The ability of nations and destinations to bounce back relatively quickly can be partly attributed to the design and implementation of security protocols. Being proactive, rather than reactive is a key success factor. It is essential for countries to have robust contingency plans, disaster recovery programmes and risk management protocols among others. It is also critical for countries to liaise with other nations in times of crisis, to support, and if required, collaborate on the evacuation of foreign nationals from the targeted areas.
For instance, the recovery efforts following the Bali bombings in 2002 were designed only after the attack took place – which led to a slow and laborious recovery of tourist confidence and revenues. On the other hand, the response to the London Underground bombings in 2005 was quick and decisive, leading to little effects on the tourism industry.
The Belgium government has been extremely reactive in the latest attacks and to date there are no restrictions on travel to Brussels or Belgium. Still, the threat level of the country has been raised to a 4, implying a “serious and imminent threat”. The Belgian Crisis centre has helped provide the most up-to-date information on the situation.
Although domestic and regional travellers appear to be less deterred by isolated incidents, international demand is sensitive to the threat level portrayed by the press and travel advisories. Governments and businesses alike should take measures to re-boost the tourism sector once the situation has normalized, focusing on attracting the tourists, changing the perception through media by creating impactful communications campaigns and collaborating to develop strategies to attract new tourists.
Following the lockdown in Brussels in November and the decrease in international tourist arrivals, the city launched in January a campaign to convince tourists of their safety in the city. In effect, Brussels had been portrayed, according to the CEO of visit.brussels, as a “war zone that tourists would do well to avoid”. Belgium will once again have to rebuilt its image following yesterday’s terrorist attacks on its capital.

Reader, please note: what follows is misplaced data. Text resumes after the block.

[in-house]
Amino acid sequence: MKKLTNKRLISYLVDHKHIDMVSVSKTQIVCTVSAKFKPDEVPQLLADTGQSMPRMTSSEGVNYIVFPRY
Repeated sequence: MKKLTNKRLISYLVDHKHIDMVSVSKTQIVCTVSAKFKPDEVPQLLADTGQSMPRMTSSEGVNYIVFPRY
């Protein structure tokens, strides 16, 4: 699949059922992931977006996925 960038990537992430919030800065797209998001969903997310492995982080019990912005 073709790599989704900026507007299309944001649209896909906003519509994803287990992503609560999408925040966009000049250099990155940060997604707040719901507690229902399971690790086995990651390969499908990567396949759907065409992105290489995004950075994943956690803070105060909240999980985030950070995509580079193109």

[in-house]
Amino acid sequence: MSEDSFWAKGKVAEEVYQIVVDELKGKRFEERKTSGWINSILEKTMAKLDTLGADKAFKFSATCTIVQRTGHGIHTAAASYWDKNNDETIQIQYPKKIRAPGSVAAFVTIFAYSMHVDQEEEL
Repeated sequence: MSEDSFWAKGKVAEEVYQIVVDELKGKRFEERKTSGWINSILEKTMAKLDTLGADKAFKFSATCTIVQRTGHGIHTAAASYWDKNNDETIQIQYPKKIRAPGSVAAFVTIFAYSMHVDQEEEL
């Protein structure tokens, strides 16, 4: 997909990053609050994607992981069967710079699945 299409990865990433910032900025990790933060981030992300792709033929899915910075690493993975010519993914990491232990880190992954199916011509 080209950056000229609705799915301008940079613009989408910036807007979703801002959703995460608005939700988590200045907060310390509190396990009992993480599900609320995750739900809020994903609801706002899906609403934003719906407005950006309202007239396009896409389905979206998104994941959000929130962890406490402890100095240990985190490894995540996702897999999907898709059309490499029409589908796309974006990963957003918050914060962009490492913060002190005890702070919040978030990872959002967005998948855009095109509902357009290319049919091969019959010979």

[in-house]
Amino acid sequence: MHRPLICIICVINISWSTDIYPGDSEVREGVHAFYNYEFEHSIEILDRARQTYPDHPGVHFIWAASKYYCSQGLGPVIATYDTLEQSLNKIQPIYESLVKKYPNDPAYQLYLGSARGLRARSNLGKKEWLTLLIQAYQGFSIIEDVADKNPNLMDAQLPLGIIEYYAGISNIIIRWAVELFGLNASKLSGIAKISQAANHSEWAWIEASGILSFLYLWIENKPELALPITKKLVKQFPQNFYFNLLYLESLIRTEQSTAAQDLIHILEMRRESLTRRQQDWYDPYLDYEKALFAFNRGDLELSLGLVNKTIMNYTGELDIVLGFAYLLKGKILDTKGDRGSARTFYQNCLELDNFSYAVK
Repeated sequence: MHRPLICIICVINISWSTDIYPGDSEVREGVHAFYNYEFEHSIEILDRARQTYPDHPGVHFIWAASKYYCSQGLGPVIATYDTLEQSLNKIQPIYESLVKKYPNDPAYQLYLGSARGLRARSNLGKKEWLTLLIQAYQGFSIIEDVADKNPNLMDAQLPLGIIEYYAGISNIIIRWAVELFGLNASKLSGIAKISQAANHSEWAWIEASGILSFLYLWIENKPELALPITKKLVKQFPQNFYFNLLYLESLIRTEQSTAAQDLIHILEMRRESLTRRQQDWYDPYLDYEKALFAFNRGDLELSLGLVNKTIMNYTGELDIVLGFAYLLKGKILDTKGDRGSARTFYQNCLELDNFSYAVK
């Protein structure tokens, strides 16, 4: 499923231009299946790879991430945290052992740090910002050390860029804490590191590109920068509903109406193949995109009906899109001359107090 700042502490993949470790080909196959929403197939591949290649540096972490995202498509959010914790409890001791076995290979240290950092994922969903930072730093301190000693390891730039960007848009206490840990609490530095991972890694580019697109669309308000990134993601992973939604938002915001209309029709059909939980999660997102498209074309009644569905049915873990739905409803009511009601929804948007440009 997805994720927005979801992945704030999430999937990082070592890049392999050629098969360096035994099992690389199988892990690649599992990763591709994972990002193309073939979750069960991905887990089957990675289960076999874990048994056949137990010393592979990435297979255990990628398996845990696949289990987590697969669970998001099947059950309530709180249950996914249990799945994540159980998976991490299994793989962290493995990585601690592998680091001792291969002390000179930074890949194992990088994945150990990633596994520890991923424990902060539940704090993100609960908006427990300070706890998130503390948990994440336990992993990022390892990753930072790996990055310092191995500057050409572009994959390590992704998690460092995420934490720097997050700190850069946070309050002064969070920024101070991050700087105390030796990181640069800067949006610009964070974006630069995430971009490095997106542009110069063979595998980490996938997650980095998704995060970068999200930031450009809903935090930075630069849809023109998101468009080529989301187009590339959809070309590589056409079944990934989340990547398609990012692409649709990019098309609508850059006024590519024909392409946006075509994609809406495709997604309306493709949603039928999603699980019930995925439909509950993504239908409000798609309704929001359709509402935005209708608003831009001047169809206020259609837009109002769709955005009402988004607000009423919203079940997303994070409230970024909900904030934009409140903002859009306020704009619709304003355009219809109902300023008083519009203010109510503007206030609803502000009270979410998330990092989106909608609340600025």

So what now?
Given the impact of these events in terms of lives lost, damaged infrastructure and economic loss, it is clear that society must tackle these challenges head on. While every shock is different, what trends seem to reveal in terms of the travel and tourism industry is that destinations do bounce back in the medium to long term. How quickly they recover, however, depends on the country’s ability to manage the crisis both from a security and a PR perspective. Rather than managing crises in a reactive way, we should consider ways to be more proactive and look at how to implement the right measures to avoid them. This presents great opportunities for the industry and policy-makers to develop solutions to enhance security while enabling seamless travel.
To do this, we should not only enhance the current framework in which we operate, but also come up with innovative solutions and new models for travel. Within the current travel framework, we could implement comprehensive technologically enabled solutions to enhance security and efficiency, ranging from re-envisioning the future of checkpoints and border controls to the improvement of data analytic tools and the application of e-visas, regional visa agreements and the expansion of trusted traveller programmes.
Thinking beyond the current framework, leaders should consider the development of a new framework for global travellers, given the increasing consumption of international travel, but also the clear need to reconsider risk through a collaborative and cross-border approach.
Indeed, while travel has become a way of life for people across the globe, current frameworks often assess risk levels on the basis of an individual’s nationality. The concept of “global access” or a global trusted traveller programme should be developed as a tool to enhance security and be the catalyst to shift our system verifying eligibility to travel from “country of origin” to an individual-based system facilitated by global cooperation. Such a system would enable “low risk” passengers to travel in an expedited way across borders, while enhancing global security standards through better inter-governmental cooperation.
The mounting security concerns which have plagued society clearly show the need to reassess how we manage the movement of people. While the solution is not to close borders and reverse many of the positive developments of the past decade, we need to think together about how we can keep enabling society to experience the wonders of travel in a safe and secure environment.